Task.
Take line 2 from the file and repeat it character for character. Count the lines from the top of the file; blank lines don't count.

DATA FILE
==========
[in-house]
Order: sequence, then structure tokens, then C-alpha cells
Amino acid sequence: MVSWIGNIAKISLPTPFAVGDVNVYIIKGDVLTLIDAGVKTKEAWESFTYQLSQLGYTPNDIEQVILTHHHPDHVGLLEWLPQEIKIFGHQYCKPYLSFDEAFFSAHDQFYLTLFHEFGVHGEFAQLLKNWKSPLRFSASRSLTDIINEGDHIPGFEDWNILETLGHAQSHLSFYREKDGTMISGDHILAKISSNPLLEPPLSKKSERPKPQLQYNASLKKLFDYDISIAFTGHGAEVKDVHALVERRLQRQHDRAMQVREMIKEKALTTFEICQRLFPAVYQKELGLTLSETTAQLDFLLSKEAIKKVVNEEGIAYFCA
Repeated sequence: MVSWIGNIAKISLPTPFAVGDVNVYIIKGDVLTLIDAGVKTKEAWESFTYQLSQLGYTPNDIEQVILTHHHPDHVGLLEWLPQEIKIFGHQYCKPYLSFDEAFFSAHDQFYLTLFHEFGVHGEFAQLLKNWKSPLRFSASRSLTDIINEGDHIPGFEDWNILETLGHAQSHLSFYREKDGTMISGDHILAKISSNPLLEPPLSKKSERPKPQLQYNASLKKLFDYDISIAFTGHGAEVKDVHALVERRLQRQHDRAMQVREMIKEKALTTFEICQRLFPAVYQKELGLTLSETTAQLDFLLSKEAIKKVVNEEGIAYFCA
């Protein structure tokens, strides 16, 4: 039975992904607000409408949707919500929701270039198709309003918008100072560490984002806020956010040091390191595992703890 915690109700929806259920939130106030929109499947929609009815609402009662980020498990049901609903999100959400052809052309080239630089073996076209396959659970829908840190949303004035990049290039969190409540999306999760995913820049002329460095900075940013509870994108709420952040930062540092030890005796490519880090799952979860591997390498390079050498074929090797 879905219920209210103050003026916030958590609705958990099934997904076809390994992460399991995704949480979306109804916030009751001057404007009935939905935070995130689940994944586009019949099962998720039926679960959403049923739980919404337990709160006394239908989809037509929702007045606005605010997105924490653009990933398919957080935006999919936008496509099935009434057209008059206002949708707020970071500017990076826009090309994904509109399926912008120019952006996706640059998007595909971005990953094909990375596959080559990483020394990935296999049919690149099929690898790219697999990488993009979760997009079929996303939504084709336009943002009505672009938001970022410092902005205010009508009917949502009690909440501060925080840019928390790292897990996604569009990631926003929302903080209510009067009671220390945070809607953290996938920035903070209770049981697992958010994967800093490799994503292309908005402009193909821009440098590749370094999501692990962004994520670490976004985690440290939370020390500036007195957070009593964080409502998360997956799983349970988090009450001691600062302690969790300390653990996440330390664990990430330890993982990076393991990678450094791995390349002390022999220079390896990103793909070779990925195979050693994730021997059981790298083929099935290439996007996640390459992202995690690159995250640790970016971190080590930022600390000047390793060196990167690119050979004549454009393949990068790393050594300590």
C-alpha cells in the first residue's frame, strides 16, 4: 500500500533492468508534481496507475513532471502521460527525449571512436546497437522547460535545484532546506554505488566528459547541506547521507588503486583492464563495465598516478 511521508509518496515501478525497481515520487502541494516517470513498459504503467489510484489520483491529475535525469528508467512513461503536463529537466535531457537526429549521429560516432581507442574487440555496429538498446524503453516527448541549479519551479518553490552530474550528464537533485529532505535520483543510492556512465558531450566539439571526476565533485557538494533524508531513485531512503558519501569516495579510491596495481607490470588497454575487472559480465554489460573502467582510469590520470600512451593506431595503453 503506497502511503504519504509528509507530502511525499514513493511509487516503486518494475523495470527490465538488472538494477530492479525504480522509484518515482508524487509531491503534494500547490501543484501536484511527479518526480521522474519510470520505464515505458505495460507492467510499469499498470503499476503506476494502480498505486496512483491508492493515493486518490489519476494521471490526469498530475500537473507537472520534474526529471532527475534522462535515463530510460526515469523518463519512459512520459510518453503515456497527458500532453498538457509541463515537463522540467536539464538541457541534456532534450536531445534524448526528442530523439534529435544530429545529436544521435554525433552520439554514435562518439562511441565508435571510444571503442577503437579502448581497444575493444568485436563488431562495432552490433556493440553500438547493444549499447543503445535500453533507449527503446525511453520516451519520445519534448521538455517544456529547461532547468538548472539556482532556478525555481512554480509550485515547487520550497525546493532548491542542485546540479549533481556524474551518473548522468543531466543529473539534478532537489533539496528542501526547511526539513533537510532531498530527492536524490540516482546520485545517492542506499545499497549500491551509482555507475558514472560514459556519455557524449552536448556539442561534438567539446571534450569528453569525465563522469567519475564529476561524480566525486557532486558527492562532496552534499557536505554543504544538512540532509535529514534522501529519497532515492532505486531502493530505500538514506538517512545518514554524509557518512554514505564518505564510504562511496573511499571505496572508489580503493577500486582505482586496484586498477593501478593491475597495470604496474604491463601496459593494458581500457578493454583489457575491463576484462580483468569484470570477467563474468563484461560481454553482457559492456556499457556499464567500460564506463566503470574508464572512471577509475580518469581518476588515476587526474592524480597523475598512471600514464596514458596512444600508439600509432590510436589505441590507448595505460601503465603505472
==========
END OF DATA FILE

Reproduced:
Order: sequence, then structure tokens, then C-alpha cells